The federal government will give all Australians a “consumer data right” that means companies like banks, utilities, and internet providers have to give them open access to some of their account data.
Angus Taylor, the Assistant Minister for Digital Transformation, described it as “the biggest reform to consumer law in a generation” in a statement, and says easier access to information will make it easier for consumers to switch to a better deal.
“Government is pursuing the very simple idea that the customer should own their own data. It is a powerful idea and a very important one,” Taylor said.
“Australians have been missing out because it’s too hard to switch to something better. You may be able to access your recent banking transactions, or compare this quarter’s energy bill to the last, but it sure isn’t quick or easy to work out if you can get a better deal elsewhere.”
“It won’t be far down the track when you can simply tap your smartphone to switch from one bank to another, to a cheaper internet plan, or between energy companies. Government is lifting the lid on competition in consumer services and technology is the enabler.”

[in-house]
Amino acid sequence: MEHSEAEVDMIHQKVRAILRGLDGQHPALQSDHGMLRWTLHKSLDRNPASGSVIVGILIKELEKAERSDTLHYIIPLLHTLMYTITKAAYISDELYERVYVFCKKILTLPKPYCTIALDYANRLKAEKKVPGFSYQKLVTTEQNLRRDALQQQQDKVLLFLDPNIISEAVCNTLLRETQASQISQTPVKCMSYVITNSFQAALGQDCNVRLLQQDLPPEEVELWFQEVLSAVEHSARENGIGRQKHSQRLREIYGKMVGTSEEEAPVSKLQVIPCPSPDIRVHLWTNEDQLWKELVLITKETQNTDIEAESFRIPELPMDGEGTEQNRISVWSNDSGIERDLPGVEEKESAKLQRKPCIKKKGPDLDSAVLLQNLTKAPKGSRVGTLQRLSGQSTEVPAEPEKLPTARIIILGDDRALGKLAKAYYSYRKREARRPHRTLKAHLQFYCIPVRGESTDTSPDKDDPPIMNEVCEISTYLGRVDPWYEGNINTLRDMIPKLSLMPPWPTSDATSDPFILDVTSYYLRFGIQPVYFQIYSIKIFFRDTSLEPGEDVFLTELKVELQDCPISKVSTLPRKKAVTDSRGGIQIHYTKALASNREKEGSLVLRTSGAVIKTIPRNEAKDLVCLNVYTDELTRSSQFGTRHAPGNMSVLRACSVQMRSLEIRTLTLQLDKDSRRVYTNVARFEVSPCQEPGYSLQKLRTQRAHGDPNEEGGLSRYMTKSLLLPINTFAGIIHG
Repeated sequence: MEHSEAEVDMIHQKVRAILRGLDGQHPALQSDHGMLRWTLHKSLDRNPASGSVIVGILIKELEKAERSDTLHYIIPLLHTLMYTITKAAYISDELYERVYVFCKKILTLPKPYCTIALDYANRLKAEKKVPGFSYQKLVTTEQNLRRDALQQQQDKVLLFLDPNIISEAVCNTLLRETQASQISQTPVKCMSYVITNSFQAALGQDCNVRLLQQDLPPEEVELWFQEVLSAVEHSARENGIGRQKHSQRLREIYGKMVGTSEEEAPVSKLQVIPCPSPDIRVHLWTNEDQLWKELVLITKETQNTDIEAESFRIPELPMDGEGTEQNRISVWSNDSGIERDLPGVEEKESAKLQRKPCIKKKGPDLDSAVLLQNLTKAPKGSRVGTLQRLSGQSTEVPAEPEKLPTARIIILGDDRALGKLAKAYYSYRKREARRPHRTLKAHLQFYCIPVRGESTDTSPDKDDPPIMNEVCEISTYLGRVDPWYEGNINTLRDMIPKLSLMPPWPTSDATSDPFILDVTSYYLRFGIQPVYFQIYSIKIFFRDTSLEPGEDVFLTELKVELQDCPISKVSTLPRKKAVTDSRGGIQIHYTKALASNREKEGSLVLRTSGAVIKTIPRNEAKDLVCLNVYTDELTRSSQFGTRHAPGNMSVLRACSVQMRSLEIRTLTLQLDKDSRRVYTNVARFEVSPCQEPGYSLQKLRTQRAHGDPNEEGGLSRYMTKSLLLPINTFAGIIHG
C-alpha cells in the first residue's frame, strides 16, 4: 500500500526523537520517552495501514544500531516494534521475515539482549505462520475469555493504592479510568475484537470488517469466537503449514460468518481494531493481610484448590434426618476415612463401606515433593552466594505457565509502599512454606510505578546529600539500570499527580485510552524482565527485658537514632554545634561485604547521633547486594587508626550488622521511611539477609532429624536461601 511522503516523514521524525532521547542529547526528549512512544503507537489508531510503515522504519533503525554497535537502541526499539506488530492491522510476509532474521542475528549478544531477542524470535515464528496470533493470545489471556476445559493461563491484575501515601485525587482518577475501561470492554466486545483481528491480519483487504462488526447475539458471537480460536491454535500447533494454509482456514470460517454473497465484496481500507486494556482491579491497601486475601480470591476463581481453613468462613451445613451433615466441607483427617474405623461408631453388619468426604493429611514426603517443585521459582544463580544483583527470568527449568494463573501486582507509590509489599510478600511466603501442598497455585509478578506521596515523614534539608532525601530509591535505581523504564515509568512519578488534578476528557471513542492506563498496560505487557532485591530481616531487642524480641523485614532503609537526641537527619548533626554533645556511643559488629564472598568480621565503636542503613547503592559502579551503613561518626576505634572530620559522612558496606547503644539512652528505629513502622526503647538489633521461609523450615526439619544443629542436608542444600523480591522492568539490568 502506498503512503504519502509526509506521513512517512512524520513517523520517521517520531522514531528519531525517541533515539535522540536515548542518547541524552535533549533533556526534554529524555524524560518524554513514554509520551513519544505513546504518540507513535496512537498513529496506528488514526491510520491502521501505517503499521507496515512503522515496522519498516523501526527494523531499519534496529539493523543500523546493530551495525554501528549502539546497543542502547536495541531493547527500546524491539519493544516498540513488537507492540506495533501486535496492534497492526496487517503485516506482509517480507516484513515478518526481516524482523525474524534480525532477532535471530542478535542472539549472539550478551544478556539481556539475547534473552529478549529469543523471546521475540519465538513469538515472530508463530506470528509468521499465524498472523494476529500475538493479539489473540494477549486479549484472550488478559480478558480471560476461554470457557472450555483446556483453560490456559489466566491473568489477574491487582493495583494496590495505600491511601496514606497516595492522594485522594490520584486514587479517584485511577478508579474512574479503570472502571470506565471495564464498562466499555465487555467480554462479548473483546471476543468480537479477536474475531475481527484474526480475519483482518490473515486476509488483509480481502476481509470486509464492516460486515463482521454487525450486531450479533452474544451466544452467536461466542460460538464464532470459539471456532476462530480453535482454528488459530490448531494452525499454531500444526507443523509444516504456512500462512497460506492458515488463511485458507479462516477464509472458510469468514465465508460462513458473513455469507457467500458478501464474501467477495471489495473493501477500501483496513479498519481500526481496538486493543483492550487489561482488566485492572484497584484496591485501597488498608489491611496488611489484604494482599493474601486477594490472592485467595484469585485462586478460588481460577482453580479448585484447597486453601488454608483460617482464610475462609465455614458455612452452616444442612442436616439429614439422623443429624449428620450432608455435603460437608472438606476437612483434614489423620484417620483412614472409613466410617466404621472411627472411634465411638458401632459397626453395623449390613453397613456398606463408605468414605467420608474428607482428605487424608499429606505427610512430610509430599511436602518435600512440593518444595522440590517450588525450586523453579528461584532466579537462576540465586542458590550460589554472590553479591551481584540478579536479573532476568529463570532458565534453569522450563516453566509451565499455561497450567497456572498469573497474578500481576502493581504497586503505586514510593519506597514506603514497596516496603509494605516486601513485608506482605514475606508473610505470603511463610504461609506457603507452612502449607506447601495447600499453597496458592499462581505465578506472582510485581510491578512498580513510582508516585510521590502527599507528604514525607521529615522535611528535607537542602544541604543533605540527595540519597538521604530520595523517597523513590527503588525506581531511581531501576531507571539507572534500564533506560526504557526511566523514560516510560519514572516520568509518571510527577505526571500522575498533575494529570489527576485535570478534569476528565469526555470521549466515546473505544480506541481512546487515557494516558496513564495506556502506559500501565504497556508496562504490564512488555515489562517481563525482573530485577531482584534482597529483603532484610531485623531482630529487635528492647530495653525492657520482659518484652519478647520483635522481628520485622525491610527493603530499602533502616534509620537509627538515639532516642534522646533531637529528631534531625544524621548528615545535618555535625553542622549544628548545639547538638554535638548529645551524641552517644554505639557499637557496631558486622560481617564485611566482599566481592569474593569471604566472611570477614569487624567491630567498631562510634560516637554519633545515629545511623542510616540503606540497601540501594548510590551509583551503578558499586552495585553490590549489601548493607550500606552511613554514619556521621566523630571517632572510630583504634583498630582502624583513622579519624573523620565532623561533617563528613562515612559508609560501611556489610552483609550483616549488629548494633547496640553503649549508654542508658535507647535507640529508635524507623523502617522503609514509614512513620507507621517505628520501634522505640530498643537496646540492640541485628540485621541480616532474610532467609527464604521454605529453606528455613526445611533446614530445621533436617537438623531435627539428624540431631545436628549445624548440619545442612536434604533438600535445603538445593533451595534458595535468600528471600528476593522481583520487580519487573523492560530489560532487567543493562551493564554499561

The new rights will not apply all at once across the board, according to Taylor’s statement. It will be “established sector-by-sector, beginning in the banking, energy and telecommunications sectors”, building on the government’s August agreement with electricity retailers, and Treasury’s open banking review.
Utility companies will have to provide the information in a “standard, comparable, easy-to-read” format under the legislation, which will be introduced next year.
In May, the Productivity Commission called for new “comprehensive” rights to “view, request edits or corrections, and be advised of the trade to third parties of consumer information held on them” as well as to “have a machine-readable copy of their consumer data provided either to them or directly to a nominated third party, such as a new service provider.”
The PC also proposed a new law governing “data sharing and release” and a “National Data Custodian to guide and monitor new access and use arrangements, including proactively managing risks and broader ethical considerations around data use” among a suite of 41 recommendations around national data governance.
A cross-agency taskforce working out of the Department of the Prime Minister and Cabinet is preparing a full response, which Taylor said would be published in “coming weeks”.
The group includes representatives from: PM&C; Social Services; Human Services; Finance; Industry, Innovation and Science; the Attorney General’s Department; the Australian Bureau of Statistics; the Australian Institute of Health and Welfare; the Digital Transformation Agency; the Australian Public Service Commission; the Office of the Australian Information Commissioner; and the Australian Competition and Consumer Commission.